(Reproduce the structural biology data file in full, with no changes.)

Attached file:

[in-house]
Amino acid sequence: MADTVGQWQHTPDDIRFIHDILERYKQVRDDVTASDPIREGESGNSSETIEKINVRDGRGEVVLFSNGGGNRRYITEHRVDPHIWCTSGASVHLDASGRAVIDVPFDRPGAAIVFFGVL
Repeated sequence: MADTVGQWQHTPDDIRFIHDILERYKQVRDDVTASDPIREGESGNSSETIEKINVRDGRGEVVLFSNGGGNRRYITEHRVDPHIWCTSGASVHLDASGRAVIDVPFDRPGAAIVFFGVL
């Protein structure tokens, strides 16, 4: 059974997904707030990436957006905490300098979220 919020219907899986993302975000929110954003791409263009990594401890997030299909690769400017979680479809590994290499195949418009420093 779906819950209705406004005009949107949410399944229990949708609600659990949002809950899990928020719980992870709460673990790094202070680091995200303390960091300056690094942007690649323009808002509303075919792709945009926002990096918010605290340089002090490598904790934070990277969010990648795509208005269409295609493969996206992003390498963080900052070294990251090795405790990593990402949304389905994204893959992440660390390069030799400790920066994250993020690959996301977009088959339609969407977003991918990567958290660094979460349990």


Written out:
[in-house]
Amino acid sequence: MADTVGQWQHTPDDIRFIHDILERYKQVRDDVTASDPIREGESGNSSETIEKINVRDGRGEVVLFSNGGGNRRYITEHRVDPHIWCTSGASVHLDASGRAVIDVPFDRPGAAIVFFGVL
Repeated sequence: MADTVGQWQHTPDDIRFIHDILERYKQVRDDVTASDPIREGESGNSSETIEKINVRDGRGEVVLFSNGGGNRRYITEHRVDPHIWCTSGASVHLDASGRAVIDVPFDRPGAAIVFFGVL
């Protein structure tokens, strides 16, 4: 059974997904707030990436957006905490300098979220 919020219907899986993302975000929110954003791409263009990594401890997030299909690769400017979680479809590994290499195949418009420093 779906819950209705406004005009949107949410399944229990949708609600659990949002809950899990928020719980992870709460673990790094202070680091995200303390960091300056690094942007690649323009808002509303075919792709945009926002990096918010605290340089002090490598904790934070990277969010990648795509208005269409295609493969996206992003390498963080900052070294990251090795405790990593990402949304389905994204893959992440660390390069030799400790920066994250993020690959996301977009088959339609969407977003991918990567958290660094979460349990």